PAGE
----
|(from l-r) John Ennis, Michelle Dunaway, Tony Pro|
On Thursday evening, May 24th, the 14th Annual Art of the Portrait Conference opened its doors in Philadelphia, Pennsylvania, to portrait and figurative artists from all over the world. Though this year's gathering began with the sad realization that the familiar figure of Gordon Wetmore would not be here to welcome attendees, the camaraderie among the Portrait Society of America's members – fostered by the late Chairman's vision for the organization – soon won out, and in the moments before the first event, old friendships were renewed and new acquaintances were made. It was time for the City of Brotherly Love to bring together these artists in their passion for representational paintings and sculpture.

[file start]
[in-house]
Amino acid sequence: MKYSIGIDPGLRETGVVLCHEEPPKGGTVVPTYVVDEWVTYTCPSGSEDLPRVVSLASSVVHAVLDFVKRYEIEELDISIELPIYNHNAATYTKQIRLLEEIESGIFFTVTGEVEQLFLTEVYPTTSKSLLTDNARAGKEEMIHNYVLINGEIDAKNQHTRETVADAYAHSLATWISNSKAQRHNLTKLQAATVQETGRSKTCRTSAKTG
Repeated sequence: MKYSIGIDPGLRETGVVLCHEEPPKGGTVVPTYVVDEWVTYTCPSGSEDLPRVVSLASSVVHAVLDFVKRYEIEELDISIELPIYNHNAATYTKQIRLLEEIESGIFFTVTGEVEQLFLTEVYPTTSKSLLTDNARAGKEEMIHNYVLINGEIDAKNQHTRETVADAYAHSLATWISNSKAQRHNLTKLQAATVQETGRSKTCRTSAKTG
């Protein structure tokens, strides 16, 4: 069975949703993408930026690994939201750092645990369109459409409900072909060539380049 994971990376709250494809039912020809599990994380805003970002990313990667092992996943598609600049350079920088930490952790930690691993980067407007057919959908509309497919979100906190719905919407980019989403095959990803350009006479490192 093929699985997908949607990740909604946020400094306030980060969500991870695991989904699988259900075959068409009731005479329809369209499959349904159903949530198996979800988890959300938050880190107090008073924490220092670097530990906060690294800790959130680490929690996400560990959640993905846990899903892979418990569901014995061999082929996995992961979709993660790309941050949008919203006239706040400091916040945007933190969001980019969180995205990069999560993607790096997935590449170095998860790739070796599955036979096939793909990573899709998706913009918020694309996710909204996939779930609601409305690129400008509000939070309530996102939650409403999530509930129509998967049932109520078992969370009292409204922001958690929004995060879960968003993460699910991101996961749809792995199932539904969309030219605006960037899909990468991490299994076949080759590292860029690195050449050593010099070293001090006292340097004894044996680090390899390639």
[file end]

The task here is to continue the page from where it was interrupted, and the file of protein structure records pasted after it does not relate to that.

The first event was the perennial favorite, the Face-Off, in which fifteen members of the faculty painted side-by-side, to offer the audience a glimpse into the alla prima process of painting a portrait. Arranged in the main ballroom, three artists to a model, the demonstrators worked from 5:00 PM until around 7:30 PM, taking only occasional breaks. For the event, the professional models were garbed in Revolutionary Period costumes, and all the participants felt that they had been privileged with a unique and interesting subject, and no matter how much they enjoyed their time spent painting, they wished they could have just one more session.
The Face-Off Painters:
Lea Colie Wight
|(l-r) Casey Baugh, Ryan Brown, Bart Lindstrom|
|Lea Wight (foreground)|